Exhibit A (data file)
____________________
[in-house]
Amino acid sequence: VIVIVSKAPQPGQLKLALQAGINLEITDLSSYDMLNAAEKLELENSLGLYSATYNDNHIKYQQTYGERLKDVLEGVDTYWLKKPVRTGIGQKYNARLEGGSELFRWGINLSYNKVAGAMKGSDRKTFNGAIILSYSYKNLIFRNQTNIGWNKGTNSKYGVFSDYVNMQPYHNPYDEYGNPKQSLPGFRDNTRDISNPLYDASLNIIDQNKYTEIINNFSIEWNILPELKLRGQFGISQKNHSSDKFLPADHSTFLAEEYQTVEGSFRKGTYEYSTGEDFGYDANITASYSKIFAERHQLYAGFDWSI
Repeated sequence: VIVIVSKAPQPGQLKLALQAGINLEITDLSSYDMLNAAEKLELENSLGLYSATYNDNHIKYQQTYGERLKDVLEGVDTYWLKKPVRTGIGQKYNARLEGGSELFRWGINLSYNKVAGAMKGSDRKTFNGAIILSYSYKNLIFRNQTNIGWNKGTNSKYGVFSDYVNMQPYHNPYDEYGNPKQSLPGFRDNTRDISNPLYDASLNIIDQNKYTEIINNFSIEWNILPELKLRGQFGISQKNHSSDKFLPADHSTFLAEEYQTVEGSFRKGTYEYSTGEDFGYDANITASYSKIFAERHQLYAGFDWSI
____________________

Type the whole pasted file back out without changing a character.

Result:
[in-house]
Amino acid sequence: VIVIVSKAPQPGQLKLALQAGINLEITDLSSYDMLNAAEKLELENSLGLYSATYNDNHIKYQQTYGERLKDVLEGVDTYWLKKPVRTGIGQKYNARLEGGSELFRWGINLSYNKVAGAMKGSDRKTFNGAIILSYSYKNLIFRNQTNIGWNKGTNSKYGVFSDYVNMQPYHNPYDEYGNPKQSLPGFRDNTRDISNPLYDASLNIIDQNKYTEIINNFSIEWNILPELKLRGQFGISQKNHSSDKFLPADHSTFLAEEYQTVEGSFRKGTYEYSTGEDFGYDANITASYSKIFAERHQLYAGFDWSI
Repeated sequence: VIVIVSKAPQPGQLKLALQAGINLEITDLSSYDMLNAAEKLELENSLGLYSATYNDNHIKYQQTYGERLKDVLEGVDTYWLKKPVRTGIGQKYNARLEGGSELFRWGINLSYNKVAGAMKGSDRKTFNGAIILSYSYKNLIFRNQTNIGWNKGTNSKYGVFSDYVNMQPYHNPYDEYGNPKQSLPGFRDNTRDISNPLYDASLNIIDQNKYTEIINNFSIEWNILPELKLRGQFGISQKNHSSDKFLPADHSTFLAEEYQTVEGSFRKGTYEYSTGEDFGYDANITASYSKIFAERHQLYAGFDWSI